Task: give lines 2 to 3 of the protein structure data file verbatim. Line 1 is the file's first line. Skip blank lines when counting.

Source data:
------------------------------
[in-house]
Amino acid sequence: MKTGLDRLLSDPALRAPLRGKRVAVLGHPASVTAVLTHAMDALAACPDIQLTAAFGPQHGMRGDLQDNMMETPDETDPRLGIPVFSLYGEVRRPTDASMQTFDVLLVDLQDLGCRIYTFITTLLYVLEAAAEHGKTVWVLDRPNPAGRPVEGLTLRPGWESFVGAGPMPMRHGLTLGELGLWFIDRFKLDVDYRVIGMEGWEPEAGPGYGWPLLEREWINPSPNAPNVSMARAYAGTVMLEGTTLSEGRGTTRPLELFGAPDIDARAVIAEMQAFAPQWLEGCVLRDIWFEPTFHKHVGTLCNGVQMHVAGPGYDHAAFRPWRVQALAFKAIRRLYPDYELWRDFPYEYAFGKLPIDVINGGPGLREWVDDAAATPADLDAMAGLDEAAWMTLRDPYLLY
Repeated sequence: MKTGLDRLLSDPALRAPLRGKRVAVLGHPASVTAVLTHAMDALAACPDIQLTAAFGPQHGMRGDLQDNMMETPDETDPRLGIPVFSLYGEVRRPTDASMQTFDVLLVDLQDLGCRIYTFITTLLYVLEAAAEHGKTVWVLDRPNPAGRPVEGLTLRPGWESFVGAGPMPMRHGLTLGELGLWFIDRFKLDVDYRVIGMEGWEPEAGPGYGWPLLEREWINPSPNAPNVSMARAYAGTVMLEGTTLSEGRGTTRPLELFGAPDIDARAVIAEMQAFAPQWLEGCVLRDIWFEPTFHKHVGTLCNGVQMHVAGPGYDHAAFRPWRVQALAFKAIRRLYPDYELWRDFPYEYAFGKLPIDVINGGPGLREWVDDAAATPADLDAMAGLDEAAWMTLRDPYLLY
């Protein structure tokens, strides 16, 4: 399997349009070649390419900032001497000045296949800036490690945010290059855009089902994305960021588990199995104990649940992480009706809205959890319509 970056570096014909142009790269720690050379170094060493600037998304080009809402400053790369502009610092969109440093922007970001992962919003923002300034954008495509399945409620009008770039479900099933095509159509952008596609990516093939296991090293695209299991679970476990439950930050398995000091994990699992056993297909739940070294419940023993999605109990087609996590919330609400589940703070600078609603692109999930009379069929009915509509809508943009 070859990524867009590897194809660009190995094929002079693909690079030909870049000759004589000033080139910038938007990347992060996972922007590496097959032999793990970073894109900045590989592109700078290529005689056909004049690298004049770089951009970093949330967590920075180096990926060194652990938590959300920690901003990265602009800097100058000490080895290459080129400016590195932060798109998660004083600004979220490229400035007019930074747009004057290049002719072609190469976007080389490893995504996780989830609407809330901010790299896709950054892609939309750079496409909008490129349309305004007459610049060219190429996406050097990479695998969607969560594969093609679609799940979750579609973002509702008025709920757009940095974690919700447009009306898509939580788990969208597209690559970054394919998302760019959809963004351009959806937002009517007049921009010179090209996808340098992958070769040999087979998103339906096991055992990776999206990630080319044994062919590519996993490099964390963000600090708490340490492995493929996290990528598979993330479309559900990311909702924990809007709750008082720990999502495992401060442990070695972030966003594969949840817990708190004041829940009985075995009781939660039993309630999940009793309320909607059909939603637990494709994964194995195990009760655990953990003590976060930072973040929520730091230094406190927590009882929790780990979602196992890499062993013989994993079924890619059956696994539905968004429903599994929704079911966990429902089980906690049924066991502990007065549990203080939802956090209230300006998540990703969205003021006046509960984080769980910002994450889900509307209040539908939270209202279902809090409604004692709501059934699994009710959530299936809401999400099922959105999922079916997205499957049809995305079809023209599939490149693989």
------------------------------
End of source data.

Amino acid sequence: MKTGLDRLLSDPALRAPLRGKRVAVLGHPASVTAVLTHAMDALAACPDIQLTAAFGPQHGMRGDLQDNMMETPDETDPRLGIPVFSLYGEVRRPTDASMQTFDVLLVDLQDLGCRIYTFITTLLYVLEAAAEHGKTVWVLDRPNPAGRPVEGLTLRPGWESFVGAGPMPMRHGLTLGELGLWFIDRFKLDVDYRVIGMEGWEPEAGPGYGWPLLEREWINPSPNAPNVSMARAYAGTVMLEGTTLSEGRGTTRPLELFGAPDIDARAVIAEMQAFAPQWLEGCVLRDIWFEPTFHKHVGTLCNGVQMHVAGPGYDHAAFRPWRVQALAFKAIRRLYPDYELWRDFPYEYAFGKLPIDVINGGPGLREWVDDAAATPADLDAMAGLDEAAWMTLRDPYLLY
Repeated sequence: MKTGLDRLLSDPALRAPLRGKRVAVLGHPASVTAVLTHAMDALAACPDIQLTAAFGPQHGMRGDLQDNMMETPDETDPRLGIPVFSLYGEVRRPTDASMQTFDVLLVDLQDLGCRIYTFITTLLYVLEAAAEHGKTVWVLDRPNPAGRPVEGLTLRPGWESFVGAGPMPMRHGLTLGELGLWFIDRFKLDVDYRVIGMEGWEPEAGPGYGWPLLEREWINPSPNAPNVSMARAYAGTVMLEGTTLSEGRGTTRPLELFGAPDIDARAVIAEMQAFAPQWLEGCVLRDIWFEPTFHKHVGTLCNGVQMHVAGPGYDHAAFRPWRVQALAFKAIRRLYPDYELWRDFPYEYAFGKLPIDVINGGPGLREWVDDAAATPADLDAMAGLDEAAWMTLRDPYLLY